A brief history of geological studies in Afghanistan

The King's visit to the cartography unit, Ministry of mines building.

Since ancient times Afghanistan has been famous as a source of precious and semi-precious stones and above all its lapis lazuli, which has been prized throughout history both for jewellery and as a pigment.

Despite its location astride historic trade routes and its importance as a source of gemstones, little is known about the ancient mines of the region and few written records exist. It was not until the 1800s that systematic attempts were made to assess the physiography and resources of the region, initially by British military expeditions, followed from time to time by surveys conducted under the auspices of the Geological Survey of India. From the 19th Century through to the mid-1900s the region various geological expeditions investigated areas along the main caravan routes and later along the arterial motor roads. The pioneers in these studies were C.L. Griesbach, E.W.  Vredenburg and H.H.  Rayden. They were notably followed by R. Furon and E.  Trinkler (428); Mme Cizancourt and H. de Vautrin; K. Brueckl, J. Barthoux, F. Clapp, F. Rives, H. Kirh and A. Drat (292); D.West (440); Abdul-Khan and Hulyam-Ali Khan. These studies laid the foundations of the present day knowledge of Afghanistan's geology.

A new epoch in the study of Afghanistan's geology and mineral resources began when the Government of Afghanistan inaugurated the National Geological Survey in July 1955. This marked the initiation of systematic surveys of the geology and mineral resources of the country, which continued over the next 25 years. This period was characterised by extensive mapping operations and, subsequently, by geological surveys and prospecting of mineral occurrences and more detailed evaluation of selected prospects. The Afghanistan Geological Survey under the Ministry of Mines and Industries conducted this work in cooperation with German, Italian, French and Soviet geologists. During the first years of the existence of the Geological Survey some assistance was also received from the United Nations organisation.

A German geological mission and the German Geological Consultative Group conducted studies in Afghanistan from April 1959 until 1967 and concentrated their efforts on compiling geological maps. An Italian expedition in the early 1960s published a number of works on the geology of the Western Hindu Kush, Badakhshan and Wakhan. These provide data on igneous complexes, stratigraphy (with monographic description of the fauna and flora of the Mesozoic units), tectonics and the relationship between the structures of the Hindu Kush, Pamir, Karakorum and other areas. A French Geological Mission began work in 1958. This was led for many years by G.  Mennessier and concentrated its work in the western Hindu Kush, Hazarajat, central Afghanistan, the Kabul area and Nuristan.

Between 1968 and 1978, a Soviet mission assisted the Afghan Government with a systematic geological mapping programme of the country and recorded and investigated over 1 254 mineral occurrences. This was undertaken at the Department of Geology and Mines until 1974 and later at the Department of Geological and Mineral Survey. This period constituted the most important phase of mineral exploration to date and resulted in the production of a large number of reports on mineral occurrences and prospects.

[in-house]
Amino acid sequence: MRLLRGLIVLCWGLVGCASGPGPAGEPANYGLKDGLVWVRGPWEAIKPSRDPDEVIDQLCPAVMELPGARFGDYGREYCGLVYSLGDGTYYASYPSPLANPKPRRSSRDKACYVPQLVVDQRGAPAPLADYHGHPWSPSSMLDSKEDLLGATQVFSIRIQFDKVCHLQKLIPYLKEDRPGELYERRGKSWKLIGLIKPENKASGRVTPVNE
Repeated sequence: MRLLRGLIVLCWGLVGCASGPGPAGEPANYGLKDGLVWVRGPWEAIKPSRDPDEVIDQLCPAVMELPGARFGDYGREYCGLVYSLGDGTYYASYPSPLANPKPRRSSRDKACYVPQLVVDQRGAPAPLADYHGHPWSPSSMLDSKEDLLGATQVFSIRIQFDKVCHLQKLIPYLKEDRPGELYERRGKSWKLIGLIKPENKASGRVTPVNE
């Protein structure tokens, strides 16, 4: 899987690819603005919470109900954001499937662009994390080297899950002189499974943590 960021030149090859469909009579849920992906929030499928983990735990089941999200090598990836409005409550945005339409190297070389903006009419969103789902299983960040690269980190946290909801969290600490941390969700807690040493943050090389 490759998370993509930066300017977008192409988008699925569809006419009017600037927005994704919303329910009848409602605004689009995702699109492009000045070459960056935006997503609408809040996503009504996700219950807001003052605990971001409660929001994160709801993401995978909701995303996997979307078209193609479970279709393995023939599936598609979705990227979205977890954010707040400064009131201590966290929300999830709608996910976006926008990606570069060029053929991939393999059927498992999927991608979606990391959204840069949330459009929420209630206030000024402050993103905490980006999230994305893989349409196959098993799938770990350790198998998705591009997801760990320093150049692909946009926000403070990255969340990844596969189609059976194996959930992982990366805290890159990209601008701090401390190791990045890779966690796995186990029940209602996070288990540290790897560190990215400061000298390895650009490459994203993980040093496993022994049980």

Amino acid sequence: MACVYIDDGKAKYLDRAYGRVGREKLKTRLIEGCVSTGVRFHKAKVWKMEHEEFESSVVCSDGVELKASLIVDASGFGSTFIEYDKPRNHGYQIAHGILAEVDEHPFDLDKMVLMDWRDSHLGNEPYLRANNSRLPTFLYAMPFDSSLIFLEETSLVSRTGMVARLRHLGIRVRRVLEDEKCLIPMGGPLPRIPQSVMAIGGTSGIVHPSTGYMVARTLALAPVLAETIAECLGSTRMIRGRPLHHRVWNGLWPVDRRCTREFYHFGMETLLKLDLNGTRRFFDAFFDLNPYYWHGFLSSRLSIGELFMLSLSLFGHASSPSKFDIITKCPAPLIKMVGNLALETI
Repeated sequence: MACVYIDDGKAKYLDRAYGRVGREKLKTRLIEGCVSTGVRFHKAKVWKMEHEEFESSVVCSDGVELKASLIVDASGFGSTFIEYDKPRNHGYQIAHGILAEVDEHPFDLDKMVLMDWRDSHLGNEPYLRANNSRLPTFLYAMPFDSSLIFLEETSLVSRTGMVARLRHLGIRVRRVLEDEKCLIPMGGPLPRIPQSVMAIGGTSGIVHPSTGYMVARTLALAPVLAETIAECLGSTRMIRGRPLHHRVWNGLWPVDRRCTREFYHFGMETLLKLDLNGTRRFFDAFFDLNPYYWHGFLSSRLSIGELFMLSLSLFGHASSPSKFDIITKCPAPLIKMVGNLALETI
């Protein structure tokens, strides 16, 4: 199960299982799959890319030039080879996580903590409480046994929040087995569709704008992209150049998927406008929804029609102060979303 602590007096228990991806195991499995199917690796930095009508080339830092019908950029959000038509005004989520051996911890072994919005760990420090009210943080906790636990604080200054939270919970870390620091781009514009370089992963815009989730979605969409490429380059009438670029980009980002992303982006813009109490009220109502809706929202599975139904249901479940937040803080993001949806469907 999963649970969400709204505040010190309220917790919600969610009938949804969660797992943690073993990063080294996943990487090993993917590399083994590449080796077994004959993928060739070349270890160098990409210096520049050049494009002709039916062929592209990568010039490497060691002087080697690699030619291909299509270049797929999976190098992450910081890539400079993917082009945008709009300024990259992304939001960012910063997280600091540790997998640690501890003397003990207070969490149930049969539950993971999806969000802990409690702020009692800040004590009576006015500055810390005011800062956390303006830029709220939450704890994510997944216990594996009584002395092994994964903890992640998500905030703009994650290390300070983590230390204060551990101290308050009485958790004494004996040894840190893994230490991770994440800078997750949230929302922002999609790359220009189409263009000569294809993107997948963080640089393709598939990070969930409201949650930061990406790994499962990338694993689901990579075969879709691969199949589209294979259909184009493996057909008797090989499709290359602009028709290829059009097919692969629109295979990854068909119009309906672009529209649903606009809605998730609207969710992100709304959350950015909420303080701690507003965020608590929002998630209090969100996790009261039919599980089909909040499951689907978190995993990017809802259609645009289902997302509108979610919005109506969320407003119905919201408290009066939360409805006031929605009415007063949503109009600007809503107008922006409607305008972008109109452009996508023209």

Geological investigations were severely curtailed with the Russian invasion of Afghanistan in December 1979, when the country effectively became closed to western geologists. Prior to the invasion, the geology of Afghanistan was probably known in more detail than any other region of the Himalaya, but from that time onwards outside interests were suspended and the Afghan geological community became isolated.

Like other government institutions, the Afghanistan Geological Survey was severely weakened during more than two decades of military conflict, and suffered from a lack of investment and skills development, and an inability to perform an active work programme. During the fighting between Mujahideen factions following the withdrawal of the Soviets in 1989, the AGS office stood in the front line of firing and was severely damaged. Throughout this period of conflict and during the later rule by the Taliban, the staff of the AGS salvaged and protected documents, maps and samples, often at great personal risk to themselves and their families. After the Taleban left Kabul in December 2001 these precious data were returned to the Survey. Afghanistan owes a debt of gratitude to these dedicated staff.

Following the fall of the Taliban regime, the Government of the Transitional Islamic State of Afghanistan, with the assistance of the World Bank, began to formulate a mining sector strategy and policy. Amongst many things, this recognised the need for the rehabilitation and restructuring of the Afghanistan Geological Survey in order for it to perform as a modern geological survey and implement a programme of geological mapping and resource assessment using modern concepts and methods.

In response to this need, the British Geological Survey and United States Geological Survey commenced collaborative projects with the Afghanistan Geological Survey and Ministry of Mines and Industries in 2004. These projects are funded respectively by the Governments of Britain and the United States of America and will implement a comprehensive programme of capacity-building, geological mapping, evaluation of mineral and hydrogeological resources, and the creation of geological and mineral databases and geographical information systems. A mining cadastre office will also be established. Throughout these programmes, comprehensive training of Afghan geologists will be provided.